ARRS 2022 Abstracts


E1940. Effect of the COVID-19 Pandemic on Medical Student Education and Specialty Choice
  1. Vishaal Gudla; Cooper University Hospital
  2. Ankit Mohla; Cooper University Hospital
  3. Titilope Aluko; Cooper University Hospital
  4. Sabina Amin; Cooper University Hospital
Medical student education has been significantly impacted by the COVID-19 pandemic. Lectures, small group sessions, and didactic training transitioned entirely to online platforms. Clinical activities were also halted for all medical students after the AAMC recommended all medical students should avoid direct patient care. This particularly limits clerkship level students who have a finite number of clinical opportunities and rotations in an already compacted medical training system. Moreover, the anticipated restrictions on away rotations for sub-internships further limits medical students' experience and opportunities. In light of these events, medical students have expressed increasing uncertainty about their medical specialty considerations. The purpose of this survey-based study is to gauge the effects of the COVID-19 pandemic on medical students’ specialty choice and clinical education.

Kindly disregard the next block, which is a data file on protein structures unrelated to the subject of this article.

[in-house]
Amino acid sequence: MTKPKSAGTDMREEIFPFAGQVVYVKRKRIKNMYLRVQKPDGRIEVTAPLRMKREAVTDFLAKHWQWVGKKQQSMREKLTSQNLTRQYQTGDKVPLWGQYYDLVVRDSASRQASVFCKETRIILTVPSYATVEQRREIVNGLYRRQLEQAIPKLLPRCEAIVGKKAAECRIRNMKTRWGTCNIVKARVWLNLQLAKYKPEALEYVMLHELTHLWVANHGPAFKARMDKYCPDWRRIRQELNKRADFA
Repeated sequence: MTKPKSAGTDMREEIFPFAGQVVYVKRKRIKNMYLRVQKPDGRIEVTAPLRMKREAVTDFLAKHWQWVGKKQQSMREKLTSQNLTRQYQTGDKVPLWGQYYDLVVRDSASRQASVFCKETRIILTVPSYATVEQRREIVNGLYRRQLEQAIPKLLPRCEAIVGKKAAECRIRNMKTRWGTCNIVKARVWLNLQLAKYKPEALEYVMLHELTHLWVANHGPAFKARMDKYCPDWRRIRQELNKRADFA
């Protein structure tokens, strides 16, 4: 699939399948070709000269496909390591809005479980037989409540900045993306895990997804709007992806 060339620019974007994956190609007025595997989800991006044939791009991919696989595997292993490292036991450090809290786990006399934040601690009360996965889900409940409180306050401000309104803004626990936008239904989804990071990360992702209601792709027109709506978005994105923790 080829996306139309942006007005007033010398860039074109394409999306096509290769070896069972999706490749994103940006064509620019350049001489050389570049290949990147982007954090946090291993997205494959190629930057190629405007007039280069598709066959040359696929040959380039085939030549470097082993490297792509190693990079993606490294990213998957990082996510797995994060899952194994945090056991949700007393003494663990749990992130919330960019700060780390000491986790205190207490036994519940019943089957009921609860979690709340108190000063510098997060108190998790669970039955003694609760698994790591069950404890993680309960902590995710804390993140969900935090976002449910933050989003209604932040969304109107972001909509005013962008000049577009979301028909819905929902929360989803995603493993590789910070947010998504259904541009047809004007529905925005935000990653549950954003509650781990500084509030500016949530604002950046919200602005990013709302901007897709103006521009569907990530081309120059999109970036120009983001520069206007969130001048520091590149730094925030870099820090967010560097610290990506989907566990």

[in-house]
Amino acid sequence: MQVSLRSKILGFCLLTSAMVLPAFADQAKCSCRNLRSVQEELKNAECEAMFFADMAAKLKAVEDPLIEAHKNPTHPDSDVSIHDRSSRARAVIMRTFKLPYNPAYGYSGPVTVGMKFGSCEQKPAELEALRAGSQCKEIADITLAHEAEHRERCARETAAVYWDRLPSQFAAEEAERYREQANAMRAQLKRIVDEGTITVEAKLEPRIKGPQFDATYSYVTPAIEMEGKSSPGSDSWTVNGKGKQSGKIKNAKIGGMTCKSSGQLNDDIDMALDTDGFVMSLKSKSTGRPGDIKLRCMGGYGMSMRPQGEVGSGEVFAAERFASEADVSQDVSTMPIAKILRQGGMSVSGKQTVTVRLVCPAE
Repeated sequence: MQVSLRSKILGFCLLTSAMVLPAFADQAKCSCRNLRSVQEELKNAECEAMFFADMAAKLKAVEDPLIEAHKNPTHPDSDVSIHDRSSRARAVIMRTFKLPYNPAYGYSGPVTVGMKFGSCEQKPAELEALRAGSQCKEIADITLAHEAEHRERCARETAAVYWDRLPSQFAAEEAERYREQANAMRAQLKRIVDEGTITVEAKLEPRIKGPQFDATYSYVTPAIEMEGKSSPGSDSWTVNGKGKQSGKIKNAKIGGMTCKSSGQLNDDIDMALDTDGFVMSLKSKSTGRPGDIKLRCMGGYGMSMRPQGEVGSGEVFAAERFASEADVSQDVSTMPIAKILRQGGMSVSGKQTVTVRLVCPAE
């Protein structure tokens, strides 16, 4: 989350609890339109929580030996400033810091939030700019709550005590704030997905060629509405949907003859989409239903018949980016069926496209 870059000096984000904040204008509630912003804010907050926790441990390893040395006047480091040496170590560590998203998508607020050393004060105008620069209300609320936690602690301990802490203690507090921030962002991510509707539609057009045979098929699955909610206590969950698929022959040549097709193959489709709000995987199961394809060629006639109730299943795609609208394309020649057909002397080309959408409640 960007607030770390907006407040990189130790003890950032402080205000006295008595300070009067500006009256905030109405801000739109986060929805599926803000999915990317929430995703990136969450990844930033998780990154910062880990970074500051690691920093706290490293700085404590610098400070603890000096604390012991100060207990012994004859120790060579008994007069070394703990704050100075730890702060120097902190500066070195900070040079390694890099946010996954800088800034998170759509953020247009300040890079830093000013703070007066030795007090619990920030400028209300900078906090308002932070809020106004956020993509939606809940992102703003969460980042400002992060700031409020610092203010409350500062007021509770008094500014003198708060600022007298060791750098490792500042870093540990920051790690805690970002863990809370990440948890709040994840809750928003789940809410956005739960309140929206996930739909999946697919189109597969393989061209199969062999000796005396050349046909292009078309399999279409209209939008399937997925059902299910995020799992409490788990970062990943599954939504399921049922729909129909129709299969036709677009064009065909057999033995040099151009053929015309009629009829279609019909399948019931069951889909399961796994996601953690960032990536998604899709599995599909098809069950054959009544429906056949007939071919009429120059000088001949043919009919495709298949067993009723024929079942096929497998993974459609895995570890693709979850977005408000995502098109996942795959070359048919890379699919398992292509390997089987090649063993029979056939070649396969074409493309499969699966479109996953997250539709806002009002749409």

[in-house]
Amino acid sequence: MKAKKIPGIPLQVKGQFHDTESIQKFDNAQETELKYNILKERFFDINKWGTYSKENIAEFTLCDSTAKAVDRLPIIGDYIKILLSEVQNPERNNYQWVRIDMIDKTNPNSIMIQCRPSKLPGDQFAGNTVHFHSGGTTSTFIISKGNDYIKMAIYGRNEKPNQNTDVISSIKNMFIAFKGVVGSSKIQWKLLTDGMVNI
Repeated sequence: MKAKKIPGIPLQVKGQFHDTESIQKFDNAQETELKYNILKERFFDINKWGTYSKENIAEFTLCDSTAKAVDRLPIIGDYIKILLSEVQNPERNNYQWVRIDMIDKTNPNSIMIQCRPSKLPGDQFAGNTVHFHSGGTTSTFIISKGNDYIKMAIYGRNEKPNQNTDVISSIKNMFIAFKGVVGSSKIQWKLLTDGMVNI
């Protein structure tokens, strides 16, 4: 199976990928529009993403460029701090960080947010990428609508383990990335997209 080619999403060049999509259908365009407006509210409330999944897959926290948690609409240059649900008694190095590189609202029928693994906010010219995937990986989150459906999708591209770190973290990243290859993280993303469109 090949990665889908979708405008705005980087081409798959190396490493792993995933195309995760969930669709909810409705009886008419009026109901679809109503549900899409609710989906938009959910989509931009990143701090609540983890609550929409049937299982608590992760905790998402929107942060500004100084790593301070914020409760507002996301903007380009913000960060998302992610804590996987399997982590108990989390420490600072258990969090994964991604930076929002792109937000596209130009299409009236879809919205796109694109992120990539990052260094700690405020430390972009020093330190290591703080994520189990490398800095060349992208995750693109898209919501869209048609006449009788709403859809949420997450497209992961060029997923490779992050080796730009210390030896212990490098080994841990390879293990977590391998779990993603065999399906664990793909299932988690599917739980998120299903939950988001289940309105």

Materials and Methods:
This is a single institution survey-based study conducted among medical students of all years. Multiple choice and free response answers were provided. Data were processed by the statistics department. Responses were reviewed by authors.

Thirty-eight medical students responded to the survey. The most popular specialty prior to the pandemic was internal medicine (21.05%). Internal medicine remained the most popular after the pandemic (18.42%). Most respondents (66%) stated their decision has not changed due to the COVID-19 pandemic; 18% stated that reduced clerkships and inability to perform away rotations affected their specialty decision; 45% stated that virtual interviews will negatively impact their chances at obtaining a residency position. Twenty-nine (70%) respondents believed the changes implemented during the pandemic have decreased the quality of their clinical education.

Medical students generally did not feel that the COVID-19 pandemic had an impact on their choice of medical specialty. Students believe their clinical education and residency readiness was significantly hampered by the limited in-person clinical experience received during the pandemic. Students believed the virtual interview format will negatively impact their ability to obtain a residency position. This is particularly important as we enter the next interview cycle and decide which format to pursue. The study is limited due to it being conducted at a single institution with limited responses.